Co-author Gordon Frankie’s specialty is behavioral ecology of solitary bees in wildland, agricultural and urban environments of California and Costa Rica. He teaches conservation and environmental issues. He is involved in how people relate to bees and their plants and how to raise human awareness about bee-plant relationships.

Co-author Robbin Thorp, who retired in 1994 after 30 years of teaching, research and mentoring graduate students, continues to conduct research on pollination biology and ecology, systematics, biodiversity and conservation of bees, especially bumble bees. He is one of the instructors at the The Bee Course, affiliated with the American Museum of Natural History and held annually at the Southwestern Research Station, Portal, AZ. The course is geared for conservation biologists, pollination ecologists and other biologists who seek greater knowledge of the systematics and biology of bees.

“The book is profusely illustrated with photos and drawings of bees and flowers, especially notable are the magnificent close up images of bees by co-author Rollin Coville,” Thorp said.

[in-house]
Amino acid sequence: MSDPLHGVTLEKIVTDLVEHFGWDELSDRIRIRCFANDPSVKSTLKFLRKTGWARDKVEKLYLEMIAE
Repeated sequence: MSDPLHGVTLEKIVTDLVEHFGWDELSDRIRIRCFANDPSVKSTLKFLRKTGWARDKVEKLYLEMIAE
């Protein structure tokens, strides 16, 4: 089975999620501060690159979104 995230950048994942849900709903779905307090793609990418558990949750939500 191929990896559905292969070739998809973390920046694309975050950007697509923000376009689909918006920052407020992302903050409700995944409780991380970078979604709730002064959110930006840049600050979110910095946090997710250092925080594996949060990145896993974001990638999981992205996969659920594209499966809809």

California Bees and Blooms lists 53 of urban California’s best bee attractors identified through the Urban California Native Bee Survey. Among them: aster, bluebeard, catmint, California lilac or Ceanothus, cosmos, California sunflower, red buckwheat, California poppy, blanket flower, oregano, rosemary, lavender, gum plant, and salvia (sage). With each plant, they provide a description; origin and natural habitat, range and use in California; flowering season; resource for bees (such as pollen and nectar), most frequent bee visitors, bee ecology and behavior and gardening tips.

The book offers tips on how readers can “think like a bee.” It devotes one chapter to “Beyond Bee Gardening: Taking Action on Behalf of Native Bees.” In addition, the book provides quotes on bees and/or bee gardens from Extension apiculturist Eric Mussen (retired) of UC Davis: Ellen Zagory, horticulture director of the UC Davis Arboretum; and Kate Frey of Hopland, a designer of sustainable, insect-friendly gardens throughout California and in some parts of the world.

For more data on the book, the authors, and purchase information, access the publisher’s website at Keatley Garvey

Enough of books…
The Ultimate Gripper Multi-Tool. Produced by BeeSmart Designs, the good folks who bring you hive stands, hive tops, feeders, uncapping devices and more. The Ultimate Gripper has several design innovations compared to conventional grippers. First, it’s made of lightweight high strength glass filled technopolymer that offers just a little flex for easy use, and it has a frame-lifting hook and a larger blade to separate frames, plus hooks on each gripper edge to keep frames from slipping off. And, it can only open so far, and can’t pinch you hand when closed.

Available at most suppliers for around $10.00.